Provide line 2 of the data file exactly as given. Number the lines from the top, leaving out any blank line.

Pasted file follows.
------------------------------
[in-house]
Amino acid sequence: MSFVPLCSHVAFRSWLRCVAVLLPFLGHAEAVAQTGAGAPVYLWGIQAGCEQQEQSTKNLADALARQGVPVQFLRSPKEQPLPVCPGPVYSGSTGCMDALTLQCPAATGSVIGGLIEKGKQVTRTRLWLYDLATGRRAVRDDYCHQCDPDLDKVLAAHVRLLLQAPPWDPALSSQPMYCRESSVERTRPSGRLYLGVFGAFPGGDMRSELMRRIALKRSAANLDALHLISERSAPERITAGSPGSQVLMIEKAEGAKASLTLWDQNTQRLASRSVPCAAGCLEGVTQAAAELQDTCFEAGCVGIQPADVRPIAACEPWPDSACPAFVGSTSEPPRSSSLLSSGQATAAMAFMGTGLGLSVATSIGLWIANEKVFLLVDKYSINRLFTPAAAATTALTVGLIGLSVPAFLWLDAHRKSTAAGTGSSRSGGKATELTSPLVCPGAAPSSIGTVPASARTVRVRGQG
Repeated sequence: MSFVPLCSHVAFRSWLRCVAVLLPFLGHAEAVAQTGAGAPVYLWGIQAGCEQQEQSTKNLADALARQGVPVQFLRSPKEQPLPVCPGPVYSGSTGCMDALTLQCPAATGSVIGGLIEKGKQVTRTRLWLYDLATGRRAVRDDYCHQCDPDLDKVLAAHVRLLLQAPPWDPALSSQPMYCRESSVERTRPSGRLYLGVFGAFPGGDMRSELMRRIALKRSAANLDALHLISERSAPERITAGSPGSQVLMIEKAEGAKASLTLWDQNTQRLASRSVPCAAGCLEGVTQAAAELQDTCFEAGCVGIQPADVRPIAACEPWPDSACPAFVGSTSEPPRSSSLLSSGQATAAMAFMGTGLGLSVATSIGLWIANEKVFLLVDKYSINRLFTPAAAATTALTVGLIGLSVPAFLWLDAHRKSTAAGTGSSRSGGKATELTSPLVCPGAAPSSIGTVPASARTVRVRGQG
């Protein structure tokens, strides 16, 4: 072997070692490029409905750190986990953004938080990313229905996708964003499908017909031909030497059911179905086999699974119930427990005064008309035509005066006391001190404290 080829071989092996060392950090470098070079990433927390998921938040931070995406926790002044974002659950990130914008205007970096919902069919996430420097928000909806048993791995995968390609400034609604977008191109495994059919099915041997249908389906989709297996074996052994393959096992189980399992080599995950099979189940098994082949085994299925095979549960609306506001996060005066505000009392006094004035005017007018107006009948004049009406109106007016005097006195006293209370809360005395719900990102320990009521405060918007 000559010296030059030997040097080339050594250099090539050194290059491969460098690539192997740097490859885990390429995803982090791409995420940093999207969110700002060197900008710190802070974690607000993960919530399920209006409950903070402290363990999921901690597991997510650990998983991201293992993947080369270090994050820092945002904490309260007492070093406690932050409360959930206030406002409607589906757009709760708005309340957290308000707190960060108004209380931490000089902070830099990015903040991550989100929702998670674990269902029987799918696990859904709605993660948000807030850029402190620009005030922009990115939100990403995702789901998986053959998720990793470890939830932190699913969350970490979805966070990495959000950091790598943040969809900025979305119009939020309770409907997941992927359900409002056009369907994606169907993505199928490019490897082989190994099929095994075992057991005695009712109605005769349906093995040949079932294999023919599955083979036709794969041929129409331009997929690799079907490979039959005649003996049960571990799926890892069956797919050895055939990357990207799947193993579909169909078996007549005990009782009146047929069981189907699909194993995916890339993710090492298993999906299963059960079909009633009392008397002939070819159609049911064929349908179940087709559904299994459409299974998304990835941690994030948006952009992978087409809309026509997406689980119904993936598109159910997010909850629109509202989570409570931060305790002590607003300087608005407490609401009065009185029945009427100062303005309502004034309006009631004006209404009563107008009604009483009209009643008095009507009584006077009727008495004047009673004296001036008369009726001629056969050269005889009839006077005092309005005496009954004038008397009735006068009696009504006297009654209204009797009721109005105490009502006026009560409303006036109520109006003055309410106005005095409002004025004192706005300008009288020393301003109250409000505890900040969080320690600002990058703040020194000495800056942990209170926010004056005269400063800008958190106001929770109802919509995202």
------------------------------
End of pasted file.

Amino acid sequence: MSFVPLCSHVAFRSWLRCVAVLLPFLGHAEAVAQTGAGAPVYLWGIQAGCEQQEQSTKNLADALARQGVPVQFLRSPKEQPLPVCPGPVYSGSTGCMDALTLQCPAATGSVIGGLIEKGKQVTRTRLWLYDLATGRRAVRDDYCHQCDPDLDKVLAAHVRLLLQAPPWDPALSSQPMYCRESSVERTRPSGRLYLGVFGAFPGGDMRSELMRRIALKRSAANLDALHLISERSAPERITAGSPGSQVLMIEKAEGAKASLTLWDQNTQRLASRSVPCAAGCLEGVTQAAAELQDTCFEAGCVGIQPADVRPIAACEPWPDSACPAFVGSTSEPPRSSSLLSSGQATAAMAFMGTGLGLSVATSIGLWIANEKVFLLVDKYSINRLFTPAAAATTALTVGLIGLSVPAFLWLDAHRKSTAAGTGSSRSGGKATELTSPLVCPGAAPSSIGTVPASARTVRVRGQG